Again, you’ll be tapping into your target market. You’ll be tapping into something that you provide that’s different. It almost forces the person beside you to ask how you do that. Capture a phrase that really gets at the heart of what your market is missing or at a dream – we as landscapers really are selling the white picket fence that people have always wanted. Explain something you do that is exceptional in eight or ten words. That can become not only the way to differentiate your business; it can become the real seed of all of your marketing messages. Everything will grow from that statement. When you go back to your staff and associates, teach everyone in your organization how to answer the question of what you do for a living. You create this memorable phrase based on what you know your ideal target market wants and that you can deliver. Teach everyone in your organization some variation of it and then expand upon it in all of your marketing messages. At The Beach Gardener we use “private paradise……take a journey into your own backyard” We sell people gardens that extend their homes and replace the traditional cottage or a luxury vacation by building a cottage or resort right in their own backyard.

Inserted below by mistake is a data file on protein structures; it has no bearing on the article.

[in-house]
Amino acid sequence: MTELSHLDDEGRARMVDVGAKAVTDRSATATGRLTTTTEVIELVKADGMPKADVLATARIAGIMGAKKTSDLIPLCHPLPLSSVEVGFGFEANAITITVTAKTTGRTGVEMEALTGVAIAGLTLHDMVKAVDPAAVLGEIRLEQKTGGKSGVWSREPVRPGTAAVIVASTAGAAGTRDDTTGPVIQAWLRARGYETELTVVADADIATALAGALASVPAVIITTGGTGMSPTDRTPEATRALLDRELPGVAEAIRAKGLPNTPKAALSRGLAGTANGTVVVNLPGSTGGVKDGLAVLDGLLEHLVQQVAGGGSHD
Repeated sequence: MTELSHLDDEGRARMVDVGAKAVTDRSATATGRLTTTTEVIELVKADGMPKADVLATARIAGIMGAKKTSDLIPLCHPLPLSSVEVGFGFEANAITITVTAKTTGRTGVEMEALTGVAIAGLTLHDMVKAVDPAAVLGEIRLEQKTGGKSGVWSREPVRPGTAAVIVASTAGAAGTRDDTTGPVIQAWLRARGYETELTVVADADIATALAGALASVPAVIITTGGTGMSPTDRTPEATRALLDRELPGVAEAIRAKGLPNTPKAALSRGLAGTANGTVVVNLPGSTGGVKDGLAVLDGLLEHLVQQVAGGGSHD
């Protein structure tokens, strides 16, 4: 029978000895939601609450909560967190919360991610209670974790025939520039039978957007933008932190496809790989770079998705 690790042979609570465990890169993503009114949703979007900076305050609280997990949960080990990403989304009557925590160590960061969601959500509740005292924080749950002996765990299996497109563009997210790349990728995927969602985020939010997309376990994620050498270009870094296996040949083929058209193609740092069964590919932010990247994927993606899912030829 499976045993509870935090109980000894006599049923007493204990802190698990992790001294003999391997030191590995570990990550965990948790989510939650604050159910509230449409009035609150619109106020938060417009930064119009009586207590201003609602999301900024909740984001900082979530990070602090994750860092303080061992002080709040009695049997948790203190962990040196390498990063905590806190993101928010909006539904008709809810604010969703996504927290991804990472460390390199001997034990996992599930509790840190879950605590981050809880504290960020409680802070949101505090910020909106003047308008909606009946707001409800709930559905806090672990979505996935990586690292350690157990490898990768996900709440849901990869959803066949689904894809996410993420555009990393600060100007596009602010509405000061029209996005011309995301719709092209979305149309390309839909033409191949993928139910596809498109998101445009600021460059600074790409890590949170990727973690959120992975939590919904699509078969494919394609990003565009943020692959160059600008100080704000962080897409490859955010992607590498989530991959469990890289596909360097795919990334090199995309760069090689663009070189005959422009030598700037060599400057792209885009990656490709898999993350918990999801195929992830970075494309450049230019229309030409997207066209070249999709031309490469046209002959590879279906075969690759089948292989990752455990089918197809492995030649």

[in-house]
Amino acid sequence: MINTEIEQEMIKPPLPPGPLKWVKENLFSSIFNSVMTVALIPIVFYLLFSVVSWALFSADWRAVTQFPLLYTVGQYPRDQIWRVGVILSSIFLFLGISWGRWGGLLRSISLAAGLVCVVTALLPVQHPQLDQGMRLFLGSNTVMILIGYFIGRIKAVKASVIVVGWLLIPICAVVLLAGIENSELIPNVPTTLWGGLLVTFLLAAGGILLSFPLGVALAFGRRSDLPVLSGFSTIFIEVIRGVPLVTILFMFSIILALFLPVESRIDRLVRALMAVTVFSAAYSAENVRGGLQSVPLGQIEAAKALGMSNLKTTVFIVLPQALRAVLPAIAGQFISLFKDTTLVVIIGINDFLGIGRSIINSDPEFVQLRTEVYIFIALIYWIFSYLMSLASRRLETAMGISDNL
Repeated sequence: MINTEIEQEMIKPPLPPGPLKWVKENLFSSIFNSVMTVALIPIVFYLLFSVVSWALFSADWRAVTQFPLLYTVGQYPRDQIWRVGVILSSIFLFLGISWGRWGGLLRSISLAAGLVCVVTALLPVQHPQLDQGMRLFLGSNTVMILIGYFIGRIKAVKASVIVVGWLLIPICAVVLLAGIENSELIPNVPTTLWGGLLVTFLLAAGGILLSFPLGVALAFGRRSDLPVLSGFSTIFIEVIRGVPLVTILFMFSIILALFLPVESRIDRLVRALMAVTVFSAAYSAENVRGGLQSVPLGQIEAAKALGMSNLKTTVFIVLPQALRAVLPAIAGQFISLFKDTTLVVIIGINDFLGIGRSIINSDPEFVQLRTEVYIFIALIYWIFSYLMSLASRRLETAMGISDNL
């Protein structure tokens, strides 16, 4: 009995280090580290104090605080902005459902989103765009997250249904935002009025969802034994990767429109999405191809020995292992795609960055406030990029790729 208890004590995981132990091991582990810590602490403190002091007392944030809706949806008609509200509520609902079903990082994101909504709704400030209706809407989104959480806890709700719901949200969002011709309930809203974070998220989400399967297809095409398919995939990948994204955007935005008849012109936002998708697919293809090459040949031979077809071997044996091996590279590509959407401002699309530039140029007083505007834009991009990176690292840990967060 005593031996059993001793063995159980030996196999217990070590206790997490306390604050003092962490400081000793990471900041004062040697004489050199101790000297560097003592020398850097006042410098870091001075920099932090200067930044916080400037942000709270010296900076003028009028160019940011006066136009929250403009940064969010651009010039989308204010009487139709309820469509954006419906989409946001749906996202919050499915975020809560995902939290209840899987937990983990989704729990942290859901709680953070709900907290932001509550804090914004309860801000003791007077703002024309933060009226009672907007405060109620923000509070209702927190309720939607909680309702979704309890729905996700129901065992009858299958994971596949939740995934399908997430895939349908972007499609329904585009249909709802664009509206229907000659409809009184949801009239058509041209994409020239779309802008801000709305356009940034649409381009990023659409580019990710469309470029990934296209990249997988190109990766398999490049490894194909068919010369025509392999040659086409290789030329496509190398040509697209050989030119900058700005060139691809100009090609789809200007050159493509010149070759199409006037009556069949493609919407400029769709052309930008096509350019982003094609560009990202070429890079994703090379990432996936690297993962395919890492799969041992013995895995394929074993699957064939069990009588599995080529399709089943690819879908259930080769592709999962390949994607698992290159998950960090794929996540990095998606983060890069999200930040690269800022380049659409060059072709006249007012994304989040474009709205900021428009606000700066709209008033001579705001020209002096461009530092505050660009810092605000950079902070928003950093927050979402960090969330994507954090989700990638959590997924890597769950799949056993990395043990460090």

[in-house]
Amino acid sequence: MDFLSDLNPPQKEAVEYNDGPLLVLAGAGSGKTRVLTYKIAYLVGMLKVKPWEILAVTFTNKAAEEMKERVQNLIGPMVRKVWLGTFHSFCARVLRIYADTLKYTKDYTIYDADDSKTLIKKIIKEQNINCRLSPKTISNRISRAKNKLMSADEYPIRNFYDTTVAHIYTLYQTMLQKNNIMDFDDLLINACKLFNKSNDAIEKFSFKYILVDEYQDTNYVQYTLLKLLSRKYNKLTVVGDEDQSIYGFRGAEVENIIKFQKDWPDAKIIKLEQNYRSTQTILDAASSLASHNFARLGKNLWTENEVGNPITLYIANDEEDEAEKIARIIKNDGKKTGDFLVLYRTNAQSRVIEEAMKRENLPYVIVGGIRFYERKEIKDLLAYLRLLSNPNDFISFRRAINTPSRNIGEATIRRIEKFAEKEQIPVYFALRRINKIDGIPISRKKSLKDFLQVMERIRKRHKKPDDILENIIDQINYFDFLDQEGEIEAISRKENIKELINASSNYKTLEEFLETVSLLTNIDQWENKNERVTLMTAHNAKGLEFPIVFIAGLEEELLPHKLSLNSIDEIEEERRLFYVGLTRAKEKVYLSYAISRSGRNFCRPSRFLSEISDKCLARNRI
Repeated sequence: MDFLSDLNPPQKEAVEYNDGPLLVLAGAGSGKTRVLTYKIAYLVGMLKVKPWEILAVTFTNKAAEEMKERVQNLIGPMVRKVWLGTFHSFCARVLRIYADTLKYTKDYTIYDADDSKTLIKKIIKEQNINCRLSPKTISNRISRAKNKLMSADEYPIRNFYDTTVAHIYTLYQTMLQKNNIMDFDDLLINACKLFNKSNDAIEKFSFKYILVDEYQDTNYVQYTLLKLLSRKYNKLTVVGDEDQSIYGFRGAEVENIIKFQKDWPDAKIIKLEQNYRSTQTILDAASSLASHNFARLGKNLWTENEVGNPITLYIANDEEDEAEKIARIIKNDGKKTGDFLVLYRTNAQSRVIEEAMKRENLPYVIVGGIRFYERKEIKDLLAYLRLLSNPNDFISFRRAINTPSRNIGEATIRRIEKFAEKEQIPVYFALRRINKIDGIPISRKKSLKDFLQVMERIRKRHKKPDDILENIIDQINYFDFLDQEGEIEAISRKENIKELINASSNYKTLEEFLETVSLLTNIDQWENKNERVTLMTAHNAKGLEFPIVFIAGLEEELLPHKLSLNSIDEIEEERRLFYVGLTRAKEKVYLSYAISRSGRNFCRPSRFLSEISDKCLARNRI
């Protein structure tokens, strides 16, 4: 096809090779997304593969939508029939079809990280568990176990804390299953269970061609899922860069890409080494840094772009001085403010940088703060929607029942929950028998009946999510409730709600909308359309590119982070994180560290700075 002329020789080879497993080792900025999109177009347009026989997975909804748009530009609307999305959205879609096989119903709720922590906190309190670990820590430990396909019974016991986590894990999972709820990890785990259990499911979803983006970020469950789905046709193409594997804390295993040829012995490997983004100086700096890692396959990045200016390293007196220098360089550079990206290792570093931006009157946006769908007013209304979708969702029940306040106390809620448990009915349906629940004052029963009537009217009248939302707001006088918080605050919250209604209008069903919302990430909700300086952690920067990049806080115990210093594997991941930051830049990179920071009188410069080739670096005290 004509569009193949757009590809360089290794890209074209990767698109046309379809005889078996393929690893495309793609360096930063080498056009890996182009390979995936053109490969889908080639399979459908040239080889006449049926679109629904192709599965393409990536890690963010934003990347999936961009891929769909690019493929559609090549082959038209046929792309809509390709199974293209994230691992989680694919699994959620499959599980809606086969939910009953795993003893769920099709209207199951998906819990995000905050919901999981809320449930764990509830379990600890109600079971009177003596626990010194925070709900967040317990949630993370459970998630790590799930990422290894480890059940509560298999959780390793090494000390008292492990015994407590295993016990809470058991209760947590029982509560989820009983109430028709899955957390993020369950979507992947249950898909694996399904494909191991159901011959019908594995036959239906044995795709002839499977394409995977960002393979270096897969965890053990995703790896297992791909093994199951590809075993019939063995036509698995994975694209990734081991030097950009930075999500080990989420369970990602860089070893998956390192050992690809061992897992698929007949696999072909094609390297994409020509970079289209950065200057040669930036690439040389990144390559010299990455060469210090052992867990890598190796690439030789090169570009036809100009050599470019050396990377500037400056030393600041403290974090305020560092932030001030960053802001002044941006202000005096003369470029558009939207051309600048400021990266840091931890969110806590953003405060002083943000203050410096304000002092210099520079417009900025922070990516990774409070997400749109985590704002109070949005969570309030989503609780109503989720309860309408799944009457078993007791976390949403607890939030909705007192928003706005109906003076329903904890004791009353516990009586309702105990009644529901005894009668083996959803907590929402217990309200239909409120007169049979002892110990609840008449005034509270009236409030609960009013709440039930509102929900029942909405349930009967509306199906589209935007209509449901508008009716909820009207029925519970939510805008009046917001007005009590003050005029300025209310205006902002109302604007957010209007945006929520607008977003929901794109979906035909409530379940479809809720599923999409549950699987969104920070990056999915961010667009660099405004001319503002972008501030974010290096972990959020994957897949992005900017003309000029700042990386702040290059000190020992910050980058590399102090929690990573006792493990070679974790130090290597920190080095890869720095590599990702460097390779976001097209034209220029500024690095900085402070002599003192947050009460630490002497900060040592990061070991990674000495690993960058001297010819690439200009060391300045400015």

Step 3 – Branding - Again, this is related back to points one and two. Everyone has heard the phrase “image is everything.” To some extent that’s what I’m talking about. In some ways, people really can relate and attach themselves and be more memorable if they can connect to an image. By that I mean it can be a photo. It can be the color of your trucks. It can be the way you package your services. Those are all great ways in
which you can differentiate your business. I also want you to think in terms of branding, say the name of your service or all of your services. How about creating products from your services? I essentially provide marketing consulting services to the landscape industry online, I like to call it an online marketing service for landscapers but its packaged as Landscape Management Network along with all of the other products we offer. What about adding a service feature? Let’s say you sell a product to a
homeowner. What about adding service features in ways to enhance those products you sell and then naming them? For example, if you offer an urn service, why not call it the “Outdoor Decorating Package” and add optional services like Christmas Urns + Lighting to increase your revenue within your existing clients. The whole idea is to create something much bigger than just being the mow and blow maintenance service or the typical landscape contractor that needs to compete based on price. What if you provided platinum-level garden care packages? You could then have other levels of services you offer. You could even call your weekly service visit something more interesting like “the weekly tune up”. Some of it is just packaging and branding. But how often have you purchased a product because you felt it was somehow bigger than just the product itself. You may have thought this because of the way it was named or because of the people who were endorsing it.